Recruiting Column: College coaches describe their 'red flags'

Recruiting Column: College coaches describe their 'red flags'

Recruiting Column

Recruiting Column: College coaches describe their 'red flags'


USA TODAY High School Sports has a weekly column on the recruiting process. This isn’t about where just the top five-star athletes are headed but rather a guide to the process and the pitfalls for student-athletes nationwide from This week’s article is written by Ross Hawley, the president of the company. is an industry leader in college recruiting.  Their technology-based recruiting service identifies the right colleges for potential recruits to pursue and provides a recruiting system that is second to none for student-athletes of all talent levels and ages.

As we talked about on Wednesday, for a college coach the recruiting process is literally a never-ending quest to find the best players, possible. And who can blame them? Their livelihoods depend on how they fill their rosters, each and every season. In fact, if you were to ask them, every coach in the country would tell you they even have a few warning signs or “red flags” they’re looking for when evaluating a high school athlete. And unfortunately, those red flags are usually what will get a player scratched off the recruiting list. That’s just how it works.

Here’s the deal: college coaches don’t want drama and they will pay attention to every red flag they see, to protect the chemistry of the locker room. In their own words, here are some of the red flags that college coaches have mentioned to us in the past few years.

Tim Murphy, Harvard football

The biggest thing that stands out to us as a red flag is a kid with great test scores (ACT, SAT) and very average grades. That indicates to us, in general, that kid is an under-achiever. Another thing that really stands out to us is a kid that has changed schools multiple times. That says to us that the loyalty and the commitment to your school and to your team probably isn’t where we would like it to be. It indicates a “lone wolf” kind of attitude. As a staff, we trust our instincts on the kids we recruit. That means we’re not just trusting our instincts on the good stuff. We’re also trusting our instincts on the bad stuff, as well.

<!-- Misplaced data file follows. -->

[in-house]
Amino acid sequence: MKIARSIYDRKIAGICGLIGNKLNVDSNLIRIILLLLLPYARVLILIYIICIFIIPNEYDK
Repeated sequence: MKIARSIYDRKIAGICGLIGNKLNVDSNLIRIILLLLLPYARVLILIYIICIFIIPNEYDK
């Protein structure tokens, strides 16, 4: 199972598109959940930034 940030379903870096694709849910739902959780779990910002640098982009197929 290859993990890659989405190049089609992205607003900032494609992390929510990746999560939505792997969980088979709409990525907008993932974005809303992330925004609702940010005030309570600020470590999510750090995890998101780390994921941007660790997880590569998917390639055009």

John Cook, Nebraska volleyball

How do you interact with your teammates? How do you take feedback from your coaches? How hard do you work in practice when no one is supposed to be watching? For example, if you’re running sprints at practice, do you touch the line or are you a foot short? We pay attention to the details that might be less important to everyone else. Because you can find out a lot about a player in those details. If you’re taking shortcuts, you’re hard to play with or you don’t show a respect for the game, those are characteristics that will not only keep you from being successful but will keep our program from being successful. And, individual success is never more important than that of the team.

Bo Overton, Oklahoma City women’s basketball

A lot of the times, I watch the parents of the players we’re out recruiting. I know everyone has heard the horror stories of the parent going overboard on a ref or a coach and I’m here to tell you that coaches are paying attention to that stuff. If you’re a good player and you have parents that are acting foolishly, we’re going to think twice about bringing you on board.

At OCU, we’ve done such an amazing job of setting the tone and the expectations of everyone involved with our program. That includes parents. And like many other quality programs, we don’t have to look the other way on that kind of immature behavior. We simply don’t have to put up with risking our standards for any player.

Dale Wellman, Nebraska Wesleyan men’s basketball

What really stands out to me when I’m talking to a coach is if I hear anything negative. For example, if a coach is trying to sell us on a player and he says something like, “I think he’ll be a good defender in college, or he doesn’t go real hard in practice, but he’s a gamer.” Those are red flags. It’s not like those things are overly negative, but those kinds of things can be telling to who that player really is. If you can’t defend in high school, or you don’t give 100 percent in practice, what makes you think you’ll change once you’re in college?


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